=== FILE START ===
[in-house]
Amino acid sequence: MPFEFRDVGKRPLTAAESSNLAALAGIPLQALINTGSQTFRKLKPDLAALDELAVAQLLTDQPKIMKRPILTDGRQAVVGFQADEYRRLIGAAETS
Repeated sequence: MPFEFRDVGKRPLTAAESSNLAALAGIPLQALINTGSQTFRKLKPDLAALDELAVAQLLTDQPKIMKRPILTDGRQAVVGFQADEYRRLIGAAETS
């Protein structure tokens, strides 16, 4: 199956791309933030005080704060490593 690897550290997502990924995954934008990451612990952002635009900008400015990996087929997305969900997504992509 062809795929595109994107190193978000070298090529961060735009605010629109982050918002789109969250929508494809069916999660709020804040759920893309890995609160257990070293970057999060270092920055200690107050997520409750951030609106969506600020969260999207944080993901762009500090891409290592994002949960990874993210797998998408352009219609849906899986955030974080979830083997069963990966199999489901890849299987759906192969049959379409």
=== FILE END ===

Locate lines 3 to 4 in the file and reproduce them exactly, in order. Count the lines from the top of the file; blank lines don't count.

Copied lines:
Repeated sequence: MPFEFRDVGKRPLTAAESSNLAALAGIPLQALINTGSQTFRKLKPDLAALDELAVAQLLTDQPKIMKRPILTDGRQAVVGFQADEYRRLIGAAETS
């Protein structure tokens, strides 16, 4: 199956791309933030005080704060490593 690897550290997502990924995954934008990451612990952002635009900008400015990996087929997305969900997504992509 062809795929595109994107190193978000070298090529961060735009605010629109982050918002789109969250929508494809069916999660709020804040759920893309890995609160257990070293970057999060270092920055200690107050997520409750951030609106969506600020969260999207944080993901762009500090891409290592994002949960990874993210797998998408352009219609849906899986955030974080979830083997069963990966199999489901890849299987759906192969049959379409």